The following sequence diagram presents communication between browser, IDP and SP while performing the SSO for a user that has the identity federation between IdP and SP already established i.e. it is NOT the first time that user requests SP access from IDP.
SSO initiation
From the IdP perspective the scenario is almost the same as in previous case. After the user has authenticated and clicked the hyperlink IdP generates assertion and posts it to the SP. The only difference is that this time the IdP doesn’t need to generate the persistent identifier, because it has been generated previously.

The assertion will have the same format as the one send in previous scenario. The content of the assertion will also be the same except the attribute values that rely on current date & time e.g. assertion expiration condition

Assertion processing
In this scenario the Assertion Consumer Service exposed by SP that receives the assertion should ensure that the federation between identities has been previously established and then perform SSO. The default way of doing this when using OpenAM as the SP consists of following steps:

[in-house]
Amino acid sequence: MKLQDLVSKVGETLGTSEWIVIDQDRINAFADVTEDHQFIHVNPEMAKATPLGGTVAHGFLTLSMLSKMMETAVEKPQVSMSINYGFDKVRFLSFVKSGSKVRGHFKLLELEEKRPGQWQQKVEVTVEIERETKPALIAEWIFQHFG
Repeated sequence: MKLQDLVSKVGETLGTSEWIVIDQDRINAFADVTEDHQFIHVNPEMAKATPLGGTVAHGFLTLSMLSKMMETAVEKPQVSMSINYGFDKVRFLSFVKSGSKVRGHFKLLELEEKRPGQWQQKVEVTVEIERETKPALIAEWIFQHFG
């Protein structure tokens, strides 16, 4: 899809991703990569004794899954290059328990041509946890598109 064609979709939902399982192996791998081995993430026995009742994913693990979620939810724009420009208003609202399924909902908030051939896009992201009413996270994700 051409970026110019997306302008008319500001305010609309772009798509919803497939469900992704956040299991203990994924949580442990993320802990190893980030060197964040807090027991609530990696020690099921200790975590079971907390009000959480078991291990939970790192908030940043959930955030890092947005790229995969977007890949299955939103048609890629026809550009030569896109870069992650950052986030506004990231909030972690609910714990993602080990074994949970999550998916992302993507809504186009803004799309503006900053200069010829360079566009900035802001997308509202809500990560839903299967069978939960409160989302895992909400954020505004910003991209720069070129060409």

1. Validate the received assertion i.e. check digital signature and specified assertion conditions.
  2. Extract the persistent identifier from the assertion and search for an SP identity that has this token associated. In this use case there will be 1 result returned i.e. the user that has been previously linked to the Idp user.
  3. Log in the found user using SP`s default authentication mechanism.
  4. Retrieve the RelayState value (url) from request and redirect the user to that url.

Idp Initiated logout

The following sequence diagram presents communication required to perform user logout on IdP and SP.
SLO initiation
This use case assumes that identity federation has been previously established between IdP and SP and the user is authenticated with ProviderDashboard (IDP) and IssueReporter (via SSO). On ProviderDashboard site there is a logout hyperlink pointing to IDPSloInit service that initiates Single Log Out process.

When the user clicks that logout hyperlink OpenAM generates SAML logout request that is then sent to IssueReporter by HTTP REDIRECT. The Http response returned for the request generated by clicking the logout link will look as follows:

HTTP/1.1 302 Moved Temporarily
Location: http://?SAMLRequest=&RelayState=
Content-Type: text/html
(...)
The following table describes response segments that depend on IDP and SP configuration:
Segment name Description
SP_logout_service Url of an SP endpoint that receives and processes logout requests.